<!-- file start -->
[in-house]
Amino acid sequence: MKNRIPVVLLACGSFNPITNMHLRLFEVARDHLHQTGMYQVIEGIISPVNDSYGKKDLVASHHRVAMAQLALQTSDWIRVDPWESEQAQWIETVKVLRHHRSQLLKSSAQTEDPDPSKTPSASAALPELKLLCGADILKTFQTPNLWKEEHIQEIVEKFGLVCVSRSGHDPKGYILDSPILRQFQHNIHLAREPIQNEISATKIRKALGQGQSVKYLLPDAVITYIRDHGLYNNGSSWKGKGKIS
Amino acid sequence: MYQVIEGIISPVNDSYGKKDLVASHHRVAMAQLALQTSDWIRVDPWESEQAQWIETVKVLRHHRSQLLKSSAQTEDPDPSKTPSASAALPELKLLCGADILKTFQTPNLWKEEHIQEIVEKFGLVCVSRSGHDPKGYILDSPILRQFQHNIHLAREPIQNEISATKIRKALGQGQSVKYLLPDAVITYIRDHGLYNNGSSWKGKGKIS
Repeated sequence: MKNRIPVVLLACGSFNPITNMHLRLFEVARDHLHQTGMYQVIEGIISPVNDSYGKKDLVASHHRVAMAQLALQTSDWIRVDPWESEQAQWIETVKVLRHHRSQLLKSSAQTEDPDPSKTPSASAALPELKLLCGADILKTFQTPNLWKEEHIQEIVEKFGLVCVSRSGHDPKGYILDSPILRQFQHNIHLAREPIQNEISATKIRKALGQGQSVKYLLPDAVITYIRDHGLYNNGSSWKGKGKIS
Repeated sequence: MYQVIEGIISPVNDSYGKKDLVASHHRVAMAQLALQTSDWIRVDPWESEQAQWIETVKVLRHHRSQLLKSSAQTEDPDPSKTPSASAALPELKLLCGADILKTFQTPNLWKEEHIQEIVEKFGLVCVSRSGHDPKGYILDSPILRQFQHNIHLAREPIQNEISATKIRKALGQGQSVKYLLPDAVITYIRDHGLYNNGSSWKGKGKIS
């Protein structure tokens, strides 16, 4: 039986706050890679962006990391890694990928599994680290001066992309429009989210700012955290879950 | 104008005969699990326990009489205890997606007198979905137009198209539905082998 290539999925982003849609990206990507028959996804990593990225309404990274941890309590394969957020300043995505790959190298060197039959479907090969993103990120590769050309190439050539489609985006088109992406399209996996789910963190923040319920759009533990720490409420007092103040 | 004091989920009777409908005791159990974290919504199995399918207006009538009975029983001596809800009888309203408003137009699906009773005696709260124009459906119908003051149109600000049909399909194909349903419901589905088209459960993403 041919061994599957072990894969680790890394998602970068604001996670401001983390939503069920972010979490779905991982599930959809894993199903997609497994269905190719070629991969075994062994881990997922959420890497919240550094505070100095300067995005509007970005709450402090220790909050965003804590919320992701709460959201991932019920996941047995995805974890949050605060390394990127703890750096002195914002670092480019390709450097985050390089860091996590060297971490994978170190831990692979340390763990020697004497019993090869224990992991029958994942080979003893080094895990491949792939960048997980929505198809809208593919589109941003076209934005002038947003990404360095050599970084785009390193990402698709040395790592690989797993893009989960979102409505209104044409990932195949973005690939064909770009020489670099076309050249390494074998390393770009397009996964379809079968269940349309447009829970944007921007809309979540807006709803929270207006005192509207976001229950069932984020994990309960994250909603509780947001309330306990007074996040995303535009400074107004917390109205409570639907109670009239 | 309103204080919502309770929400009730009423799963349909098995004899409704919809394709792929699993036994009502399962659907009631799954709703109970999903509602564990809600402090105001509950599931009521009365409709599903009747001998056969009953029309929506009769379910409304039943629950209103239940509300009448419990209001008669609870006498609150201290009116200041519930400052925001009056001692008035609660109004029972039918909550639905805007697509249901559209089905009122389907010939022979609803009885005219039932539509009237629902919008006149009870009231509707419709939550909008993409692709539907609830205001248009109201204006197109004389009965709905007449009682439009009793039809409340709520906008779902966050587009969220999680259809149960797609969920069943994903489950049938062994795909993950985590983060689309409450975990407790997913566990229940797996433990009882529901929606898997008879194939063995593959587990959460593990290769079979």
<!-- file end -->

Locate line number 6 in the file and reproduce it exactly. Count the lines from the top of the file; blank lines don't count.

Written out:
């Protein structure tokens, strides 16, 4: 039986706050890679962006990391890694990928599994680290001066992309429009989210700012955290879950 | 104008005969699990326990009489205890997606007198979905137009198209539905082998 290539999925982003849609990206990507028959996804990593990225309404990274941890309590394969957020300043995505790959190298060197039959479907090969993103990120590769050309190439050539489609985006088109992406399209996996789910963190923040319920759009533990720490409420007092103040 | 004091989920009777409908005791159990974290919504199995399918207006009538009975029983001596809800009888309203408003137009699906009773005696709260124009459906119908003051149109600000049909399909194909349903419901589905088209459960993403 041919061994599957072990894969680790890394998602970068604001996670401001983390939503069920972010979490779905991982599930959809894993199903997609497994269905190719070629991969075994062994881990997922959420890497919240550094505070100095300067995005509007970005709450402090220790909050965003804590919320992701709460959201991932019920996941047995995805974890949050605060390394990127703890750096002195914002670092480019390709450097985050390089860091996590060297971490994978170190831990692979340390763990020697004497019993090869224990992991029958994942080979003893080094895990491949792939960048997980929505198809809208593919589109941003076209934005002038947003990404360095050599970084785009390193990402698709040395790592690989797993893009989960979102409505209104044409990932195949973005690939064909770009020489670099076309050249390494074998390393770009397009996964379809079968269940349309447009829970944007921007809309979540807006709803929270207006005192509207976001229950069932984020994990309960994250909603509780947001309330306990007074996040995303535009400074107004917390109205409570639907109670009239 | 309103204080919502309770929400009730009423799963349909098995004899409704919809394709792929699993036994009502399962659907009631799954709703109970999903509602564990809600402090105001509950599931009521009365409709599903009747001998056969009953029309929506009769379910409304039943629950209103239940509300009448419990209001008669609870006498609150201290009116200041519930400052925001009056001692008035609660109004029972039918909550639905805007697509249901559209089905009122389907010939022979609803009885005219039932539509009237629902919008006149009870009231509707419709939550909008993409692709539907609830205001248009109201204006197109004389009965709905007449009682439009009793039809409340709520906008779902966050587009969220999680259809149960797609969920069943994903489950049938062994795909993950985590983060689309409450975990407790997913566990229940797996433990009882529901929606898997008879194939063995593959587990959460593990290769079979």